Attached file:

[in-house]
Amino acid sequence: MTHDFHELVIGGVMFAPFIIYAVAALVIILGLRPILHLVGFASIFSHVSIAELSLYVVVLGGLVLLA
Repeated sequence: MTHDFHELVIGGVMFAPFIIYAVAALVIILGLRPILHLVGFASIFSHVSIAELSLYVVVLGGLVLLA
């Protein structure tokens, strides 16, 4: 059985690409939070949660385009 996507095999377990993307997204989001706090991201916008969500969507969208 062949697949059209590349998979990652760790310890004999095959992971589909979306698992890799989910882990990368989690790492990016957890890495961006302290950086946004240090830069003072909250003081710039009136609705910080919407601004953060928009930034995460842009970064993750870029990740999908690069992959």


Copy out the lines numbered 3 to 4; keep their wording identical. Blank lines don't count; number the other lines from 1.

Repeated sequence: MTHDFHELVIGGVMFAPFIIYAVAALVIILGLRPILHLVGFASIFSHVSIAELSLYVVVLGGLVLLA
């Protein structure tokens, strides 16, 4: 059985690409939070949660385009 996507095999377990993307997204989001706090991201916008969500969507969208 062949697949059209590349998979990652760790310890004999095959992971589909979306698992890799989910882990990368989690790492990016957890890495961006302290950086946004240090830069003072909250003081710039009136609705910080919407601004953060928009930034995460842009970064993750870029990740999908690069992959």